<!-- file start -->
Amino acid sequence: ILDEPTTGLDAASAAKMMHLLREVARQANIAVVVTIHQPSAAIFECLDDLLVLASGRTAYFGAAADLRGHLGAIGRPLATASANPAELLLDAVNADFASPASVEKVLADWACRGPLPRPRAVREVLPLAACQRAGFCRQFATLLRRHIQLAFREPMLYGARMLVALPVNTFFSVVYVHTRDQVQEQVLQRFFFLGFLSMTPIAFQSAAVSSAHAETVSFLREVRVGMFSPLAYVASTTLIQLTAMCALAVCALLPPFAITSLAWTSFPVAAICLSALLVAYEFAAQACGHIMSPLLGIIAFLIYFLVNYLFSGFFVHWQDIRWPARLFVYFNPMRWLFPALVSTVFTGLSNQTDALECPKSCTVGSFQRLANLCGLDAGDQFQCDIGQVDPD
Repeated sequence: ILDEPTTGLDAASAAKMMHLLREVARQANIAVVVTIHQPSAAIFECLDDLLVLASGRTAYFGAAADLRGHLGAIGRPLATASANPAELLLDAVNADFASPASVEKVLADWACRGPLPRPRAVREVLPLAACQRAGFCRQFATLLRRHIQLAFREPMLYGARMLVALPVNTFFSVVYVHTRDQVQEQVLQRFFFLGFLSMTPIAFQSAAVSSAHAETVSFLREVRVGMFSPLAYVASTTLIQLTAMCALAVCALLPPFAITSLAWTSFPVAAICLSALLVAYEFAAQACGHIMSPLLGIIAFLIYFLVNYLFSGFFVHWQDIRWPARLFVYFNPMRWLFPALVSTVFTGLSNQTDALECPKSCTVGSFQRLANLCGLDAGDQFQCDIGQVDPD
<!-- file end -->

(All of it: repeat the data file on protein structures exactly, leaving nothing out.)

Amino acid sequence: ILDEPTTGLDAASAAKMMHLLREVARQANIAVVVTIHQPSAAIFECLDDLLVLASGRTAYFGAAADLRGHLGAIGRPLATASANPAELLLDAVNADFASPASVEKVLADWACRGPLPRPRAVREVLPLAACQRAGFCRQFATLLRRHIQLAFREPMLYGARMLVALPVNTFFSVVYVHTRDQVQEQVLQRFFFLGFLSMTPIAFQSAAVSSAHAETVSFLREVRVGMFSPLAYVASTTLIQLTAMCALAVCALLPPFAITSLAWTSFPVAAICLSALLVAYEFAAQACGHIMSPLLGIIAFLIYFLVNYLFSGFFVHWQDIRWPARLFVYFNPMRWLFPALVSTVFTGLSNQTDALECPKSCTVGSFQRLANLCGLDAGDQFQCDIGQVDPD
Repeated sequence: ILDEPTTGLDAASAAKMMHLLREVARQANIAVVVTIHQPSAAIFECLDDLLVLASGRTAYFGAAADLRGHLGAIGRPLATASANPAELLLDAVNADFASPASVEKVLADWACRGPLPRPRAVREVLPLAACQRAGFCRQFATLLRRHIQLAFREPMLYGARMLVALPVNTFFSVVYVHTRDQVQEQVLQRFFFLGFLSMTPIAFQSAAVSSAHAETVSFLREVRVGMFSPLAYVASTTLIQLTAMCALAVCALLPPFAITSLAWTSFPVAAICLSALLVAYEFAAQACGHIMSPLLGIIAFLIYFLVNYLFSGFFVHWQDIRWPARLFVYFNPMRWLFPALVSTVFTGLSNQTDALECPKSCTVGSFQRLANLCGLDAGDQFQCDIGQVDPD